Larissa (right) is a Project Manager at Internet Systems Consortium. In 2011, Larissa served as a Mentor to 2011 TechWomen Mentee, Sanae (left) from Morocco.
When Larissa Shapiro first heard about the TechWomen program, the Arab Spring had already begun to rock the MENA region. A firm believer in the power of technology to change the world and peoples’ lives in positive ways, and inspired by the dynamic role of courageous women in these uprisings, Larissa saw TechWomen as a unique opportunity to contribute to the movement. “I feel such a strong draw toward using technology as a tool for promotion of democratic and open societies,” she explains, adding, “I think that’s what TechWomen is all about.” Continue reading →
Fabiola Addamo, a 2011 Cultural Mentor, is profiled in the post below originally published in the Yahoo! Developer Network blog. It’s great insight into her experience at Yahoo! and working to empower women in technology.
Are you interested in mentoring women and passionate about bridging cultures together? Apply to be a TechWomen Mentor by May 15, 2012 to be included in the first round of Mentor application review. Applications received after May 15 will be considered on a rolling basis.Continue reading →
TechWomen Delegation at the Women in Technology Conference at Technopark, Casablanca
Just about a week ago was our Morocco Delegation’s Farewell Celebration and Henna Party at the Association Solidarité Féminine (ASF), a social enterprise in Casablanca that provides unwed mothers with job skills, employment opportunities in its spa and restaurant, and childcare while they are working. It was a perfect ending to a week of visits to organizations dedicated to the social and economic advancement of underserved women, including one supporting widows, Mouassat in Mohammedia, and several handicraft cooperatives. Continue reading →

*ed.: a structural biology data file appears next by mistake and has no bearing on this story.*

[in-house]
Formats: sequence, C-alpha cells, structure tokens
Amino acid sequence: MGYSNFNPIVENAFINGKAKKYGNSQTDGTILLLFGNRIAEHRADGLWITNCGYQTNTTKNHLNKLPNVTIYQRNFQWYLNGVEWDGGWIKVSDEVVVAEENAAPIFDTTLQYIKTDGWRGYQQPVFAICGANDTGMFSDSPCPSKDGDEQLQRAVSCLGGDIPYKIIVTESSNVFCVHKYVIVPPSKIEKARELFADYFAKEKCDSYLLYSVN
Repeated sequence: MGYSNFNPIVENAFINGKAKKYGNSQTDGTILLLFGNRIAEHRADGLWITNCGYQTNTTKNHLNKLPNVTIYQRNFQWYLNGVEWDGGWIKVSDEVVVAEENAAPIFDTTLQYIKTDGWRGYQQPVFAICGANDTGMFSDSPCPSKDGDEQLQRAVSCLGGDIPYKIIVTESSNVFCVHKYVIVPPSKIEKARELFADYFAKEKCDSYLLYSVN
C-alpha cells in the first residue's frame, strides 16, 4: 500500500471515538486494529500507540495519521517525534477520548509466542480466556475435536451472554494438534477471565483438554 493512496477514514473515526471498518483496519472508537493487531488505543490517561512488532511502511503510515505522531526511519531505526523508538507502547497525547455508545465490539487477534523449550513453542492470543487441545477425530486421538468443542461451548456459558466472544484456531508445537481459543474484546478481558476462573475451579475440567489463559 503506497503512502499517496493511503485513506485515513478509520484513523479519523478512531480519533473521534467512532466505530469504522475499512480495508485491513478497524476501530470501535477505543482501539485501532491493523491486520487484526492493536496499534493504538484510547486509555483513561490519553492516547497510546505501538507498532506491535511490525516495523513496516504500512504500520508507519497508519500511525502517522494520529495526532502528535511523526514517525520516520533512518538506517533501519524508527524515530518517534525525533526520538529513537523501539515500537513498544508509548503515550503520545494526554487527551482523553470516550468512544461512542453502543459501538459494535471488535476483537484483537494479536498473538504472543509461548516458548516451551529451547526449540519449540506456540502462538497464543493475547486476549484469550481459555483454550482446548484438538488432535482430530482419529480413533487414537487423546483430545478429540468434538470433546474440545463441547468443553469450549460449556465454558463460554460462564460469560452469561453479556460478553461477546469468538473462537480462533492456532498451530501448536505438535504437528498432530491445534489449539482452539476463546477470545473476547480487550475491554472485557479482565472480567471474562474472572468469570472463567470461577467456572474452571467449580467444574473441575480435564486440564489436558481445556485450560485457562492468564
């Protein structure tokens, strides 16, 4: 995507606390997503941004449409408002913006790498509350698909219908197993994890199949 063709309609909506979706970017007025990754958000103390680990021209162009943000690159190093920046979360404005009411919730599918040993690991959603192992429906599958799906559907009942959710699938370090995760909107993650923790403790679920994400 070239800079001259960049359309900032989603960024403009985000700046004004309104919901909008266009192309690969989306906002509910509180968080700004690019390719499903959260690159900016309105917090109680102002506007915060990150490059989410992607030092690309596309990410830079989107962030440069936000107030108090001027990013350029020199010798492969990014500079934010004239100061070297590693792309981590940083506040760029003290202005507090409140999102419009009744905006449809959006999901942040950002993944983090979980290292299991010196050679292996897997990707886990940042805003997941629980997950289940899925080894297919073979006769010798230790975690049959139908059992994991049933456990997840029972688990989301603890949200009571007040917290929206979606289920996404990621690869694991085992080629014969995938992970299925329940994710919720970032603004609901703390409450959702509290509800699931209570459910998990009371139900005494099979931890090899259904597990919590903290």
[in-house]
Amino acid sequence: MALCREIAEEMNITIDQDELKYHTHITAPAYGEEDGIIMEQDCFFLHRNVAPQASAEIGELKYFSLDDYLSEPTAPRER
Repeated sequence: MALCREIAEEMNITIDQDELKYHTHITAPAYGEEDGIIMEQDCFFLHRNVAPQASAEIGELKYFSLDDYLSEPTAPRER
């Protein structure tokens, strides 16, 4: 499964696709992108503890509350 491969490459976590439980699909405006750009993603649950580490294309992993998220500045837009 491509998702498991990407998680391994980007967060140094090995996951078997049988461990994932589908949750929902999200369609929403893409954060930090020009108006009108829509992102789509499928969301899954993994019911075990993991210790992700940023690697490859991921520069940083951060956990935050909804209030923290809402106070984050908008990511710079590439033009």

I am travelling through Morocco with the TechWomen delegation. I’ve visited small villages where women are the predominant earners, struggling to find distribution channels for their work. We teach them ecommerce, packaging, marketing, competition. Unable to ask their own product questions—the village men are the voices we most often hear—these women genuinely want to move their products into broader distribution. We describe Etsy, PayPal, eBay, leave materials, links and business cards. But I keep thinking, why can’t they learn to develop iPhone or Droid apps? Teach them
Google’s app builder. The younger women are not afraid.